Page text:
Nonprofit income portfolio analysis. The Encyclopedia of Nonprofit Management, Leadership, and Governance. Mao, H., & McDougle, L. (forthcoming).
[Definitions]: Income portfolio analysis involves a detailed examination of the performance, composition, and characteristics of an organization's source(s) of revenue. Nonprofit income portfolio analysis applies this examination to nonprofit organizations. Revenue is the total amount of money an organization obtains from various sources. Income represents total profits, or net income, after expenses are deducted from revenue.
Community-engaged pedagogies: Possibilities for undergraduate public affairs and administration education. In M. Hamidullah (Ed.), Undergraduate Public Affairs Education: Educating Future Generations of Public and Nonprofit Administrators. Routledge Publishing. Hung, W., & McDougle, L. (2021)
[Abstract]: Community-engaged pedagogies are presented as forms of experiential learning methods that integrate community service with classroom teaching and learning in ways that promote reflection and action, cultivate civic awareness and responsibility, and stimulate skill-building for future careers. This chapter is a broad overview of community-engaged pedagogy (CEP) and its impact on a variety of outcomes. The increasingly popular form of CEP is service-learning where students engage in community service projects through reflective thinking and reciprocal relationships. In other words, students are given ample opportunities to step back and evaluate their actions in the context of mutually-beneficial relationships between themselves and faculty, and themselves and diverse community partners. While service-learning expresses itself in myriad forms, one that has gradually become important is experiential philanthropy. Here, students learn by giving—they give grants to selected nonprofits addressing consequential social problems and in turn become educated, engaged citizens, and leaders.
The critical pedagogy of nonprofit management education: Teaching for social justice. In H. Carpenter, & K. Bezboruah (Eds.), Teaching Nonprofit Management. Edward Elgar Publishing. Mason, D., Jones, J., McDougle, L., Suarez, C. (2020).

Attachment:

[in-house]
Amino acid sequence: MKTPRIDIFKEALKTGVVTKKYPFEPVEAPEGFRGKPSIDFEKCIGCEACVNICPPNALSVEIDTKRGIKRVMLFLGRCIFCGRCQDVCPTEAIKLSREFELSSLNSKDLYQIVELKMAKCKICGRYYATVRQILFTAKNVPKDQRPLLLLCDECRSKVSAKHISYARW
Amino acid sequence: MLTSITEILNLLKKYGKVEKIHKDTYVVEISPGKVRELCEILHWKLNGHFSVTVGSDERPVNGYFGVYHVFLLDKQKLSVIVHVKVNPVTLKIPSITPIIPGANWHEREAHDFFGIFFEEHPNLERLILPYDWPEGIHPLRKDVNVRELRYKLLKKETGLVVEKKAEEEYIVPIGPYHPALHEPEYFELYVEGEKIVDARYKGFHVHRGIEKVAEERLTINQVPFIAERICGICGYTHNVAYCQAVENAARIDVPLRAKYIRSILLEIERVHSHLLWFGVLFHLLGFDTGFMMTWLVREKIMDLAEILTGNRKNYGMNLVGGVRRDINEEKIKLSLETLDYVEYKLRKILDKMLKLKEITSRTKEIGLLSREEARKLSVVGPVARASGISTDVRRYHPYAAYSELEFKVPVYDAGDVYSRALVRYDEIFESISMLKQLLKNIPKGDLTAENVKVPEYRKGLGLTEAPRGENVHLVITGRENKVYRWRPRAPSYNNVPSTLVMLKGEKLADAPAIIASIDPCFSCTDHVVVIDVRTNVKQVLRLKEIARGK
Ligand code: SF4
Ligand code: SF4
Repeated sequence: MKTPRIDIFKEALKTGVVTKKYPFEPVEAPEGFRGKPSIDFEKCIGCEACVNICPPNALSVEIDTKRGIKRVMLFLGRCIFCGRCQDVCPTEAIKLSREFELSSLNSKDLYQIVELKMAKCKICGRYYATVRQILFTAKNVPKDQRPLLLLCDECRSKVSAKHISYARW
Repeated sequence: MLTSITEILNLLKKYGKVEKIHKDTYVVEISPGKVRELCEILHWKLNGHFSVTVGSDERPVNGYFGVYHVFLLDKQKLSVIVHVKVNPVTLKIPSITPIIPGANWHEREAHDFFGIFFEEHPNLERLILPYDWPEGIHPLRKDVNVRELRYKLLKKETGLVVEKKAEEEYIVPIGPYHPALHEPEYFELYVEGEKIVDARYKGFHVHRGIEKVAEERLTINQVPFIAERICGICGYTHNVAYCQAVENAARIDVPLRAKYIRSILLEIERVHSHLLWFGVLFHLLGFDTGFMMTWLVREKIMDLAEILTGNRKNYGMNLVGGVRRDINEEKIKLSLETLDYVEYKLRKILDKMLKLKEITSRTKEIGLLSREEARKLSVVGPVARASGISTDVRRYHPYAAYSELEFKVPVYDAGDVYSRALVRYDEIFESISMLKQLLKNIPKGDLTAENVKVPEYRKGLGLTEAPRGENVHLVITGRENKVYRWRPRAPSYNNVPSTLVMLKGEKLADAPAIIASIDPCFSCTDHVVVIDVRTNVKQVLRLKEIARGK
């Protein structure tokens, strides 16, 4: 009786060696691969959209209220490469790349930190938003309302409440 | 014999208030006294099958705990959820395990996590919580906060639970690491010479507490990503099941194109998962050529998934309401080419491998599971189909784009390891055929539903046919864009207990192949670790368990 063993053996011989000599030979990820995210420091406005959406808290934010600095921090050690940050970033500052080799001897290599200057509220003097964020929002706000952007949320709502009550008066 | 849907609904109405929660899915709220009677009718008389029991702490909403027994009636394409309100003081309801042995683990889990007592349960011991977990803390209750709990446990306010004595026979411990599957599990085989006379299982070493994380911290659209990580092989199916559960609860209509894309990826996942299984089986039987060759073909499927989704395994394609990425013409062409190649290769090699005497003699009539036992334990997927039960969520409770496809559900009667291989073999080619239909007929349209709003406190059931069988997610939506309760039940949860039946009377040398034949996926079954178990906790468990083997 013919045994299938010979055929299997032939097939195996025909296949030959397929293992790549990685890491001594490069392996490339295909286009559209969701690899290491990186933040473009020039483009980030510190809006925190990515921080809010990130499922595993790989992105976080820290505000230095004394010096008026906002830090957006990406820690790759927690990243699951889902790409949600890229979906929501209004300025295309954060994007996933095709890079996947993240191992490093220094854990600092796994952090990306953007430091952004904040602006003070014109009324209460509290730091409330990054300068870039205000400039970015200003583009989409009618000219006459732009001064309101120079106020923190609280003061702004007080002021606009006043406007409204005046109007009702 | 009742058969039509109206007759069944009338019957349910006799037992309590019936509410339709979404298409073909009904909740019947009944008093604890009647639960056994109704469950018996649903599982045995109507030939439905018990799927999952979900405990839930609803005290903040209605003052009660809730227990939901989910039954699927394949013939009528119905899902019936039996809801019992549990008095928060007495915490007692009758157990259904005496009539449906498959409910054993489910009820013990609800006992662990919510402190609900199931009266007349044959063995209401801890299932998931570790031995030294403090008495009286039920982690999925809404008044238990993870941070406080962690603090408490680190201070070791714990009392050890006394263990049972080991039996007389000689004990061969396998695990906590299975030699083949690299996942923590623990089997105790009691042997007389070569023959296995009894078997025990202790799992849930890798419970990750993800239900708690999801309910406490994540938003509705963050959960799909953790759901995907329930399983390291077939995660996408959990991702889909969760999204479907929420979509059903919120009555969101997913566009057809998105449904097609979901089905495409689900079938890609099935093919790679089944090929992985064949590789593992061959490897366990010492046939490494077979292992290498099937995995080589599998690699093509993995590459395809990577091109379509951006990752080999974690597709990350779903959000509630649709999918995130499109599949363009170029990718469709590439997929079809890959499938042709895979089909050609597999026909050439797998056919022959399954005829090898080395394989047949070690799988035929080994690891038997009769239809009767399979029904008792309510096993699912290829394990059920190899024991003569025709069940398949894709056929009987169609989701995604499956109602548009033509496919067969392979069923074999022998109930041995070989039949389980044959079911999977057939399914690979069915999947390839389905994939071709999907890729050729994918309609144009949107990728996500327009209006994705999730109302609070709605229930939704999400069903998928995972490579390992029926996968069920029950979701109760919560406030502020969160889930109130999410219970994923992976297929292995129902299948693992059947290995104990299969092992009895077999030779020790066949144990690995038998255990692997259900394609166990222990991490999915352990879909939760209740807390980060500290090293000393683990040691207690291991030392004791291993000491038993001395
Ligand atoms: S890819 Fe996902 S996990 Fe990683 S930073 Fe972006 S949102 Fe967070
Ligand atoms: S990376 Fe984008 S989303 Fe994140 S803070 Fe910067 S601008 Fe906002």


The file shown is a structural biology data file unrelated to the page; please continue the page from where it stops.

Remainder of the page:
[Abstract]: Nonprofit organizations often exist to serve vulnerable, marginalized, and underrepresented communities. Yet a lack of diversity and inclusion plagues the nonprofit sector. This chapter argues that when instructors engage in more “critical” perspectives, students of nonprofit management will not only be able to consider questions of power and privilege within nonprofit organizations, but will also be able to understand the impact of power and privilege imbalances within the communities that they serve. It provides a theoretical framework for critical pedagogies, and offers two exercise that instructors may use to provide examples of the way critical pedagogy can inform nonprofit management education (NME).
Experiential philanthropy. In P. Prysmakova, D. R. Vienne, & A. Farazmand (Eds.), Global Encyclopedia of Public Administration, Public Policy, and Governance. Springer Publishing. Xu, C., Li, H., & McDougle, L. (2017).
[Definition]: Experiential philanthropy is an innovative service-learning pedagogy in nonprofit management education. The pedagogy is intended to integrate academic learning with community engagement by allowing students an opportunity to study social problems and nonprofit organizations and then make decisions about directly or indirectly investing funds in them. Ultimately, experiential philanthropy is intended to teach students not only about issues associated with the management of nonprofit organizations but also about how to evaluate philanthropic responses to social issues.